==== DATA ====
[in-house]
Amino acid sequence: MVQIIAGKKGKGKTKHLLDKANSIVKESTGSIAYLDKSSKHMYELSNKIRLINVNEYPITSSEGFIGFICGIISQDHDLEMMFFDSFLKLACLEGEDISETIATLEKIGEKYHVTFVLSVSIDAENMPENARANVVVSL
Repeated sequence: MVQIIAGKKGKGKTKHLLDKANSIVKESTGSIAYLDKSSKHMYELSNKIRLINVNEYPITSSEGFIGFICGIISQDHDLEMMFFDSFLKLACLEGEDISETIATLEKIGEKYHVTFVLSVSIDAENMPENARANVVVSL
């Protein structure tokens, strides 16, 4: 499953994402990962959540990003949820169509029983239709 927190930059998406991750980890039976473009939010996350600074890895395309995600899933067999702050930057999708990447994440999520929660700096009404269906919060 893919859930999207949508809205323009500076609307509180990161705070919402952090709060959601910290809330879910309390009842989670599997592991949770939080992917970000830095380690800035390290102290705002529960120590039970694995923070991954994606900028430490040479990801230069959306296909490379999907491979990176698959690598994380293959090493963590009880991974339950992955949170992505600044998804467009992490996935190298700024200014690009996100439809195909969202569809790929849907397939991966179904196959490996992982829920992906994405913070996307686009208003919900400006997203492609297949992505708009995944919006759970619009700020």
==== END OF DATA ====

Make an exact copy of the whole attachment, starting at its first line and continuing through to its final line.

[in-house]
Amino acid sequence: MVQIIAGKKGKGKTKHLLDKANSIVKESTGSIAYLDKSSKHMYELSNKIRLINVNEYPITSSEGFIGFICGIISQDHDLEMMFFDSFLKLACLEGEDISETIATLEKIGEKYHVTFVLSVSIDAENMPENARANVVVSL
Repeated sequence: MVQIIAGKKGKGKTKHLLDKANSIVKESTGSIAYLDKSSKHMYELSNKIRLINVNEYPITSSEGFIGFICGIISQDHDLEMMFFDSFLKLACLEGEDISETIATLEKIGEKYHVTFVLSVSIDAENMPENARANVVVSL
């Protein structure tokens, strides 16, 4: 499953994402990962959540990003949820169509029983239709 927190930059998406991750980890039976473009939010996350600074890895395309995600899933067999702050930057999708990447994440999520929660700096009404269906919060 893919859930999207949508809205323009500076609307509180990161705070919402952090709060959601910290809330879910309390009842989670599997592991949770939080992917970000830095380690800035390290102290705002529960120590039970694995923070991954994606900028430490040479990801230069959306296909490379999907491979990176698959690598994380293959090493963590009880991974339950992955949170992505600044998804467009992490996935190298700024200014690009996100439809195909969202569809790929849907397939991966179904196959490996992982829920992906994405913070996307686009208003919900400006997203492609297949992505708009995944919006759970619009700020």